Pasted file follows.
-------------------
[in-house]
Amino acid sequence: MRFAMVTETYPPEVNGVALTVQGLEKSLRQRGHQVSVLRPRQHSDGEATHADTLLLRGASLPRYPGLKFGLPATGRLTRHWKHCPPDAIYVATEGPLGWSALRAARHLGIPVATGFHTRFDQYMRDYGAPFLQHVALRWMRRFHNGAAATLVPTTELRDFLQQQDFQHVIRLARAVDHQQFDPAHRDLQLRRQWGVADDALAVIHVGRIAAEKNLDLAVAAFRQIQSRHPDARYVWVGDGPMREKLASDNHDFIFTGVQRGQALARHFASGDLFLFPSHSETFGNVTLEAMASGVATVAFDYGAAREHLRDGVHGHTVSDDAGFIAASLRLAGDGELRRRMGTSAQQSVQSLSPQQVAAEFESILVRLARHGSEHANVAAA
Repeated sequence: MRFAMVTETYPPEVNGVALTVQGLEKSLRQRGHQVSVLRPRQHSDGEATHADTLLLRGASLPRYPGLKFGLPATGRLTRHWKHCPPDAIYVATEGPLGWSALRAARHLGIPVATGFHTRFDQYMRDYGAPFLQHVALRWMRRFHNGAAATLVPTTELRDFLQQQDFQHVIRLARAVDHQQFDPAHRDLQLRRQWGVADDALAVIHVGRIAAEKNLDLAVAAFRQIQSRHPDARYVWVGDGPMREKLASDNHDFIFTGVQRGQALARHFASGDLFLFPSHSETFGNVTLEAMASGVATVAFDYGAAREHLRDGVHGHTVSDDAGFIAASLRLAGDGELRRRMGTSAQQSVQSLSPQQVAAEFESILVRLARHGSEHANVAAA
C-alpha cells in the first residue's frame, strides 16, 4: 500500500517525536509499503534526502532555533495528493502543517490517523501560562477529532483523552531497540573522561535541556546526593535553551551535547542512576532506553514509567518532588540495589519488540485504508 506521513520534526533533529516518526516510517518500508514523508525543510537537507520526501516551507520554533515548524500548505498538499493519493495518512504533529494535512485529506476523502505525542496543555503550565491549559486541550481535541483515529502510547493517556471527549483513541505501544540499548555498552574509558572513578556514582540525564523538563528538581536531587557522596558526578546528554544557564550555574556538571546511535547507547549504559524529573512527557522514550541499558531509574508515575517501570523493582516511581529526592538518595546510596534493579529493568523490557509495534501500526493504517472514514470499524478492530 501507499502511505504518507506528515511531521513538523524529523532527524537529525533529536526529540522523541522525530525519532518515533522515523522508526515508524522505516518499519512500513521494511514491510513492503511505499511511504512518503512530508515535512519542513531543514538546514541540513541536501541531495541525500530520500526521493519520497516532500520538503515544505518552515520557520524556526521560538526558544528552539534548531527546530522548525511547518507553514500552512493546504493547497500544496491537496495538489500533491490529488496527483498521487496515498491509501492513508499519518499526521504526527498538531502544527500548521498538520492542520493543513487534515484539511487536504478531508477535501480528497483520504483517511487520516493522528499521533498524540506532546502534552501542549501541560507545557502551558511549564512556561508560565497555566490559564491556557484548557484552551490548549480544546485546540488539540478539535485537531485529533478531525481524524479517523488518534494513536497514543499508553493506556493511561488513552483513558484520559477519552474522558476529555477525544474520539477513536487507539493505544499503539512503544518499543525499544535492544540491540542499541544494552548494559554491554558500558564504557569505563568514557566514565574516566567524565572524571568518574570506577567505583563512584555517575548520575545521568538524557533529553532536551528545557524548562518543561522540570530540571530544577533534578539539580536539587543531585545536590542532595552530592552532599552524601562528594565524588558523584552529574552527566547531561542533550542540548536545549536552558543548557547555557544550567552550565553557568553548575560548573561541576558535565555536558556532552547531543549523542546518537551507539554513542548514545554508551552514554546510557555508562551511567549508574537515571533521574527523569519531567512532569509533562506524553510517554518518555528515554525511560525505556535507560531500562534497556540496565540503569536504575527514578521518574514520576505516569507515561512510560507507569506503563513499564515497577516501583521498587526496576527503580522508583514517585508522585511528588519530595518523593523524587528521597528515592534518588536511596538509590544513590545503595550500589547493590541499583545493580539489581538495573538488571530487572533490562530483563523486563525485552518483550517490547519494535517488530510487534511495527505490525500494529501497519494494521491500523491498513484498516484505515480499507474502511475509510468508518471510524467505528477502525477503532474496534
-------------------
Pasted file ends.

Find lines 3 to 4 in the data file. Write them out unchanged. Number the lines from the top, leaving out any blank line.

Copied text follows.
Repeated sequence: MRFAMVTETYPPEVNGVALTVQGLEKSLRQRGHQVSVLRPRQHSDGEATHADTLLLRGASLPRYPGLKFGLPATGRLTRHWKHCPPDAIYVATEGPLGWSALRAARHLGIPVATGFHTRFDQYMRDYGAPFLQHVALRWMRRFHNGAAATLVPTTELRDFLQQQDFQHVIRLARAVDHQQFDPAHRDLQLRRQWGVADDALAVIHVGRIAAEKNLDLAVAAFRQIQSRHPDARYVWVGDGPMREKLASDNHDFIFTGVQRGQALARHFASGDLFLFPSHSETFGNVTLEAMASGVATVAFDYGAAREHLRDGVHGHTVSDDAGFIAASLRLAGDGELRRRMGTSAQQSVQSLSPQQVAAEFESILVRLARHGSEHANVAAA
C-alpha cells in the first residue's frame, strides 16, 4: 500500500517525536509499503534526502532555533495528493502543517490517523501560562477529532483523552531497540573522561535541556546526593535553551551535547542512576532506553514509567518532588540495589519488540485504508 506521513520534526533533529516518526516510517518500508514523508525543510537537507520526501516551507520554533515548524500548505498538499493519493495518512504533529494535512485529506476523502505525542496543555503550565491549559486541550481535541483515529502510547493517556471527549483513541505501544540499548555498552574509558572513578556514582540525564523538563528538581536531587557522596558526578546528554544557564550555574556538571546511535547507547549504559524529573512527557522514550541499558531509574508515575517501570523493582516511581529526592538518595546510596534493579529493568523490557509495534501500526493504517472514514470499524478492530 501507499502511505504518507506528515511531521513538523524529523532527524537529525533529536526529540522523541522525530525519532518515533522515523522508526515508524522505516518499519512500513521494511514491510513492503511505499511511504512518503512530508515535512519542513531543514538546514541540513541536501541531495541525500530520500526521493519520497516532500520538503515544505518552515520557520524556526521560538526558544528552539534548531527546530522548525511547518507553514500552512493546504493547497500544496491537496495538489500533491490529488496527483498521487496515498491509501492513508499519518499526521504526527498538531502544527500548521498538520492542520493543513487534515484539511487536504478531508477535501480528497483520504483517511487520516493522528499521533498524540506532546502534552501542549501541560507545557502551558511549564512556561508560565497555566490559564491556557484548557484552551490548549480544546485546540488539540478539535485537531485529533478531525481524524479517523488518534494513536497514543499508553493506556493511561488513552483513558484520559477519552474522558476529555477525544474520539477513536487507539493505544499503539512503544518499543525499544535492544540491540542499541544494552548494559554491554558500558564504557569505563568514557566514565574516566567524565572524571568518574570506577567505583563512584555517575548520575545521568538524557533529553532536551528545557524548562518543561522540570530540571530544577533534578539539580536539587543531585545536590542532595552530592552532599552524601562528594565524588558523584552529574552527566547531561542533550542540548536545549536552558543548557547555557544550567552550565553557568553548575560548573561541576558535565555536558556532552547531543549523542546518537551507539554513542548514545554508551552514554546510557555508562551511567549508574537515571533521574527523569519531567512532569509533562506524553510517554518518555528515554525511560525505556535507560531500562534497556540496565540503569536504575527514578521518574514520576505516569507515561512510560507507569506503563513499564515497577516501583521498587526496576527503580522508583514517585508522585511528588519530595518523593523524587528521597528515592534518588536511596538509590544513590545503595550500589547493590541499583545493580539489581538495573538488571530487572533490562530483563523486563525485552518483550517490547519494535517488530510487534511495527505490525500494529501497519494494521491500523491498513484498516484505515480499507474502511475509510468508518471510524467505528477502525477503532474496534